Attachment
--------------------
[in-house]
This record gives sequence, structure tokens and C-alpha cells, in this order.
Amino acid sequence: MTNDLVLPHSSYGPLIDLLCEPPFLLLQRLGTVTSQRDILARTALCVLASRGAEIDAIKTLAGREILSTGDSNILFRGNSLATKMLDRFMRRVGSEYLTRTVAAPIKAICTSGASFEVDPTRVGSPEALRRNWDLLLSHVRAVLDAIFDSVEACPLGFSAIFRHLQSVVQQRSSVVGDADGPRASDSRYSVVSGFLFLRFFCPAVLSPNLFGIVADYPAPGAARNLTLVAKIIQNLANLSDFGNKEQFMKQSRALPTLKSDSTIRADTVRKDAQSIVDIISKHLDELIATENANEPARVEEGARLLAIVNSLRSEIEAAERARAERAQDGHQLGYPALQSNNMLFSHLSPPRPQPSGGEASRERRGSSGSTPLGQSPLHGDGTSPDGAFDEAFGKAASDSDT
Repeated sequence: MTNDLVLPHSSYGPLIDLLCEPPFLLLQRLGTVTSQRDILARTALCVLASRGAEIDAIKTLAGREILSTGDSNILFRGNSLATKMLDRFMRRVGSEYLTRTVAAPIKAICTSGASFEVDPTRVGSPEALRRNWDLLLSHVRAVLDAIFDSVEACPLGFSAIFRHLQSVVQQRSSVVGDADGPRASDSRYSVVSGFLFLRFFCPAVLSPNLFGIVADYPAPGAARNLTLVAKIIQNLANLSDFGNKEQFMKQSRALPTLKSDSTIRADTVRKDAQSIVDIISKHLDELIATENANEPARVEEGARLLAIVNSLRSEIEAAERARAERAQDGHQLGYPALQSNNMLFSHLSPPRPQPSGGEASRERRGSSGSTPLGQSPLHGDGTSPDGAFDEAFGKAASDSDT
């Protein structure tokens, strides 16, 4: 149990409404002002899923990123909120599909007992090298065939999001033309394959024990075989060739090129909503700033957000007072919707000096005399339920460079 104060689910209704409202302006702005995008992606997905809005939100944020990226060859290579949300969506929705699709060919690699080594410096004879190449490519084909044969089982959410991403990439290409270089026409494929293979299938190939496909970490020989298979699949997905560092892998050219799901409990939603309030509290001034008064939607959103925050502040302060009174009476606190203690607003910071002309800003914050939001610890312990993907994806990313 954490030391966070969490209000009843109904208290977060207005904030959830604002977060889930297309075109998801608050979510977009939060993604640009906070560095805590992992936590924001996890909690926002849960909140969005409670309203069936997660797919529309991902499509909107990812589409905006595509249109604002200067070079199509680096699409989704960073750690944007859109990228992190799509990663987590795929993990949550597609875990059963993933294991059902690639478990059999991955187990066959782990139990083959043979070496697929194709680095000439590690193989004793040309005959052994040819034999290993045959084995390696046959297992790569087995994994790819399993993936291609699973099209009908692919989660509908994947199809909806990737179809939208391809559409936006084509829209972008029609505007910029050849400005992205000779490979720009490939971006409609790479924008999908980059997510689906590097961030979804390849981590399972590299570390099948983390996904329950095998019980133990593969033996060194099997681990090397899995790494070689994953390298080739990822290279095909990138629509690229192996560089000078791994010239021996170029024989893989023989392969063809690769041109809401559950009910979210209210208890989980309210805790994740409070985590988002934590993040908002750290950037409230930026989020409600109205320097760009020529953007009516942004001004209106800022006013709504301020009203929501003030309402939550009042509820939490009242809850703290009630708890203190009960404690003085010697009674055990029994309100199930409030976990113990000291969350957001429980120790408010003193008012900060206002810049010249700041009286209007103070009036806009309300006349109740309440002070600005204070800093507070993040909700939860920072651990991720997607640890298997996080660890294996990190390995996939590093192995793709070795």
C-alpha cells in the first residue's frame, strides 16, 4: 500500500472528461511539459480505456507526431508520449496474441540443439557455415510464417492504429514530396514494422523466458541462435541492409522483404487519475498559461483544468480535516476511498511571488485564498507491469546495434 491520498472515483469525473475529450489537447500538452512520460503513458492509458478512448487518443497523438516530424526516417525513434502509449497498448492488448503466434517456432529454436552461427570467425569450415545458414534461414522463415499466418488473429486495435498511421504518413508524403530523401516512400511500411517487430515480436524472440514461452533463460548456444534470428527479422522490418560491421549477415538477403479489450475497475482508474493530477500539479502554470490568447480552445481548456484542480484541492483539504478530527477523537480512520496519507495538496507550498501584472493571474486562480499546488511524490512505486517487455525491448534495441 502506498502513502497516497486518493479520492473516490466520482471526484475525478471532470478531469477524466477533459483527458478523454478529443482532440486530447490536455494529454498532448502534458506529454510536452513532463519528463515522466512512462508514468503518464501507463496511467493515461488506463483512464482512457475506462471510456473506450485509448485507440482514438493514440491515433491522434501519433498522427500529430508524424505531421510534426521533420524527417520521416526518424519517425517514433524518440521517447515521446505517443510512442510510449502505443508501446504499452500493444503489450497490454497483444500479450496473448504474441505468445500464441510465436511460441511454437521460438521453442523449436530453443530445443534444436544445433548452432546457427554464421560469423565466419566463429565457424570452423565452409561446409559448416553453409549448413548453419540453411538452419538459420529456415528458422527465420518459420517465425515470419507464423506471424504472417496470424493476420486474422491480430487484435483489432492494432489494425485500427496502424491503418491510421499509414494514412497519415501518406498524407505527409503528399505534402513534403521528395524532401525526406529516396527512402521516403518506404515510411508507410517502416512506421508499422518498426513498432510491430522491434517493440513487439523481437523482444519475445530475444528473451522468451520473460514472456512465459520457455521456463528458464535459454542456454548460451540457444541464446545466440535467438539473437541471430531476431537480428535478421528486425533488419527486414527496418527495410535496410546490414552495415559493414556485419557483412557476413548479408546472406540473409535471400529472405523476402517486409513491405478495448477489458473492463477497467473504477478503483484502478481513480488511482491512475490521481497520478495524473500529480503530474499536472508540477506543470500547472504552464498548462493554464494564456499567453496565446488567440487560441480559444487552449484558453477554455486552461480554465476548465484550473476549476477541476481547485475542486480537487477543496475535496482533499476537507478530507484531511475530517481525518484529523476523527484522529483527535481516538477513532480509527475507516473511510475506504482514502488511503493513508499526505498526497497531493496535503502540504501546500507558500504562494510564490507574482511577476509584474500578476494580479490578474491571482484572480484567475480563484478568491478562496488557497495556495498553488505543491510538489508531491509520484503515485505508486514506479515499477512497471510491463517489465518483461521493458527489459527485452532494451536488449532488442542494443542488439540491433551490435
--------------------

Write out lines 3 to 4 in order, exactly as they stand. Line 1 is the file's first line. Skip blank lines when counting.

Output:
Amino acid sequence: MTNDLVLPHSSYGPLIDLLCEPPFLLLQRLGTVTSQRDILARTALCVLASRGAEIDAIKTLAGREILSTGDSNILFRGNSLATKMLDRFMRRVGSEYLTRTVAAPIKAICTSGASFEVDPTRVGSPEALRRNWDLLLSHVRAVLDAIFDSVEACPLGFSAIFRHLQSVVQQRSSVVGDADGPRASDSRYSVVSGFLFLRFFCPAVLSPNLFGIVADYPAPGAARNLTLVAKIIQNLANLSDFGNKEQFMKQSRALPTLKSDSTIRADTVRKDAQSIVDIISKHLDELIATENANEPARVEEGARLLAIVNSLRSEIEAAERARAERAQDGHQLGYPALQSNNMLFSHLSPPRPQPSGGEASRERRGSSGSTPLGQSPLHGDGTSPDGAFDEAFGKAASDSDT
Repeated sequence: MTNDLVLPHSSYGPLIDLLCEPPFLLLQRLGTVTSQRDILARTALCVLASRGAEIDAIKTLAGREILSTGDSNILFRGNSLATKMLDRFMRRVGSEYLTRTVAAPIKAICTSGASFEVDPTRVGSPEALRRNWDLLLSHVRAVLDAIFDSVEACPLGFSAIFRHLQSVVQQRSSVVGDADGPRASDSRYSVVSGFLFLRFFCPAVLSPNLFGIVADYPAPGAARNLTLVAKIIQNLANLSDFGNKEQFMKQSRALPTLKSDSTIRADTVRKDAQSIVDIISKHLDELIATENANEPARVEEGARLLAIVNSLRSEIEAAERARAERAQDGHQLGYPALQSNNMLFSHLSPPRPQPSGGEASRERRGSSGSTPLGQSPLHGDGTSPDGAFDEAFGKAASDSDT